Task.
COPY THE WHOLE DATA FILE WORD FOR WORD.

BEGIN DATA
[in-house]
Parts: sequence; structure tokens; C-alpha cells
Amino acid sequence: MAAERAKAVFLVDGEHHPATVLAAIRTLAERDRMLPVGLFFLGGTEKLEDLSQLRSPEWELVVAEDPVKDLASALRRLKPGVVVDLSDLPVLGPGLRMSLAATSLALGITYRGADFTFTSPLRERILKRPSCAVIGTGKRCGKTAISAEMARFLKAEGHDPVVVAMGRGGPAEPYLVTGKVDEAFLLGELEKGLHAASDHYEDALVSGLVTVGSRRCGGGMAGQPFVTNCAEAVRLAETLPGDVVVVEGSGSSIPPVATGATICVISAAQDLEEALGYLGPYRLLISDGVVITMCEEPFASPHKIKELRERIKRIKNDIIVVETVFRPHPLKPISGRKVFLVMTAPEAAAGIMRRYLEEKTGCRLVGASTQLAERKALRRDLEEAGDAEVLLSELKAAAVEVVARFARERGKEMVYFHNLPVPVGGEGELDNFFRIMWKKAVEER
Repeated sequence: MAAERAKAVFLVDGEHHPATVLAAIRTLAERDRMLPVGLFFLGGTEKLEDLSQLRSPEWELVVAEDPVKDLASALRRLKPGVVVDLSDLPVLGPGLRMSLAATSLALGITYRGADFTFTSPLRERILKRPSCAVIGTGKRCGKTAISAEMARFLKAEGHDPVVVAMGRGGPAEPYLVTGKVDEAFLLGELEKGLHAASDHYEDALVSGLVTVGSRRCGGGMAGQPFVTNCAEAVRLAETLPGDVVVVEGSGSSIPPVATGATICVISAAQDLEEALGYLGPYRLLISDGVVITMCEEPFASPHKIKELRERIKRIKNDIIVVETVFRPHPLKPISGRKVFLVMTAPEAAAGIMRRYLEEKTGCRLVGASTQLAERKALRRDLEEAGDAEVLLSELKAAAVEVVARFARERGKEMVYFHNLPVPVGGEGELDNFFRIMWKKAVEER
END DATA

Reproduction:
[in-house]
Parts: sequence; structure tokens; C-alpha cells
Amino acid sequence: MAAERAKAVFLVDGEHHPATVLAAIRTLAERDRMLPVGLFFLGGTEKLEDLSQLRSPEWELVVAEDPVKDLASALRRLKPGVVVDLSDLPVLGPGLRMSLAATSLALGITYRGADFTFTSPLRERILKRPSCAVIGTGKRCGKTAISAEMARFLKAEGHDPVVVAMGRGGPAEPYLVTGKVDEAFLLGELEKGLHAASDHYEDALVSGLVTVGSRRCGGGMAGQPFVTNCAEAVRLAETLPGDVVVVEGSGSSIPPVATGATICVISAAQDLEEALGYLGPYRLLISDGVVITMCEEPFASPHKIKELRERIKRIKNDIIVVETVFRPHPLKPISGRKVFLVMTAPEAAAGIMRRYLEEKTGCRLVGASTQLAERKALRRDLEEAGDAEVLLSELKAAAVEVVARFARERGKEMVYFHNLPVPVGGEGELDNFFRIMWKKAVEER
Repeated sequence: MAAERAKAVFLVDGEHHPATVLAAIRTLAERDRMLPVGLFFLGGTEKLEDLSQLRSPEWELVVAEDPVKDLASALRRLKPGVVVDLSDLPVLGPGLRMSLAATSLALGITYRGADFTFTSPLRERILKRPSCAVIGTGKRCGKTAISAEMARFLKAEGHDPVVVAMGRGGPAEPYLVTGKVDEAFLLGELEKGLHAASDHYEDALVSGLVTVGSRRCGGGMAGQPFVTNCAEAVRLAETLPGDVVVVEGSGSSIPPVATGATICVISAAQDLEEALGYLGPYRLLISDGVVITMCEEPFASPHKIKELRERIKRIKNDIIVVETVFRPHPLKPISGRKVFLVMTAPEAAAGIMRRYLEEKTGCRLVGASTQLAERKALRRDLEEAGDAEVLLSELKAAAVEVVARFARERGKEMVYFHNLPVPVGGEGELDNFFRIMWKKAVEER